Burgers and avocados are a natural pairing, but instead of piling slices of avocado on top, why not stuff guacamole inside? The inspiration for this simple but genius recipe came from the Civilized Caveman, who adds sun dried tomatoes to his avocado-stuffed burgers.
In the version here, burgers with a Southwest vibe are stuffed with lime-spiked guacamole. The combination of spicy seasonings and refreshing avocado is hard to beat. Yes, of course you could just serve guacamole on the side with regular burgers, but it’s not the same. When the guacamole is stuffed inside the burger, something magical happens. The meat and avocado become one.
Porchetta is the ultimate meal for pork lovers. Crispy, crackling pork skin; fatty, melt-in-your mouth pork belly; and moist shoulder (or loin) are rolled together in every bite. It’s pork, three ways, in one amazing dish.
When made strictly according to tradition, porchetta is a massive culinary undertaking: a whole, boned-out pig is stuffed with its entrails, herbs and spices and slow roasted in a wood oven. As amazing as this may sound, it’s not exactly manageable for most home cooks. Which is why easier versions of porchetta, like this one made from pork shoulder (or loin) wrapped in pork belly, have become so popular.
Every home cook should have a no-fail recipe for roasted chicken, one you can count on to always deliver golden skin and well cooked, moist, flavorful meat. So what’s the secret? Well, there are several:
Buy Smaller Chickens
Smaller chickens – those weighing 4 1/2 pounds (2 kg) or less – cook fast and evenly, resulting in moister meat. Unfortunately, many stores only sell whole chickens that weigh 5 pounds (2.5 kg) or more. However, if you get stuck with a big chicken, pre-seasoning can help.
Pre-Season the Bird
No matter what size of bird you have, salting a chicken in advance will make the meat (especially the white meat) more flavorful and tender. Ideally, salt the chicken 24 hours ahead of time, but even a few hours can make a difference.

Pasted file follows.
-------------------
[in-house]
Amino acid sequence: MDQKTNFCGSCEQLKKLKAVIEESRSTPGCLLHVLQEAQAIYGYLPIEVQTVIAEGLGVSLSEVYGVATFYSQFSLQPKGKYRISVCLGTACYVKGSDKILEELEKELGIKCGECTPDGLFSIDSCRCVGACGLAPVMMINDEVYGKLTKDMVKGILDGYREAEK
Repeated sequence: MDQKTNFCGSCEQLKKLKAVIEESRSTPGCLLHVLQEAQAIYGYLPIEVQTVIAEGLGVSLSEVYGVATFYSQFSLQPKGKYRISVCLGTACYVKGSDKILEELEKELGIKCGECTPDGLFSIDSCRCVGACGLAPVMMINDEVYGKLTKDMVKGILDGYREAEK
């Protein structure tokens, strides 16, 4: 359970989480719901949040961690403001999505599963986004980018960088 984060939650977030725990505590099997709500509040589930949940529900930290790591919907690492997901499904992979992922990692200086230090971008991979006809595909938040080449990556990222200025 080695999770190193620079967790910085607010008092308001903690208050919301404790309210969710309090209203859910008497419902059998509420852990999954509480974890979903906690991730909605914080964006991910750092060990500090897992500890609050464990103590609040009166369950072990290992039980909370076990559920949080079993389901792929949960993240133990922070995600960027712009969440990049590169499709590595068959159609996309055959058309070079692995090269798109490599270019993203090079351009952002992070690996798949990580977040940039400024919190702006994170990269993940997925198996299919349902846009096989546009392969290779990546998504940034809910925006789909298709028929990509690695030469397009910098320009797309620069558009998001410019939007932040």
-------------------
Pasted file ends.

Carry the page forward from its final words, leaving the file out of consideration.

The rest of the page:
Enchiladas are often a mess of ingredients in a casserole pan, the two main ingredients being tortillas and a heavy blanket of cheese. But it doesn’t have to be that way. In this Primal enchilada recipe, it’s all about the meat.
Chuck roast is slow-cooked with fresh tomatoes and dried chiles. The result is tender, shredded beef and a thick, mildly spicy sauce. Serve in a bowl with avocado, green onion and other garnishes, or spoon the beef onto Primal tortillas. Either way, Primal enchiladas are a filling and healthy meal.
Set aside an hour for cooking and then walk away while the meat and sauce do their thing in the oven. Ancho chiles give the sauce a smoky, earthy flavor and are only mildly spicy. They can be found at most grocery stores. If you want a sauce with more kick, chop up a hot pepper and throw it in the pot, too.
This is a recipe from the brand new Primal Blueprint Publishing book Primal Cravings: Your Favorite Foods Made Paleo. Order your copy today and claim a bunch of free gifts while the limited-time offer lasts. See all the details here.
A theme we like to play with a lot is taking flavors you know and love and adding a twist…we want our food to be familiar yet interesting. Gyro Taco Salad is a good example of just that. We took the components of a traditional taco salad, but flavored it like a traditional gyro. Gyro spiced ground lamb (or any ground meat) over lettuce (plus any of your favorite veggies) and topped off with a fresh mint and cucumber guacamole AKA Tzatziki Guacamole. Wouldn’t that just be a real Mediterranean fiesta?
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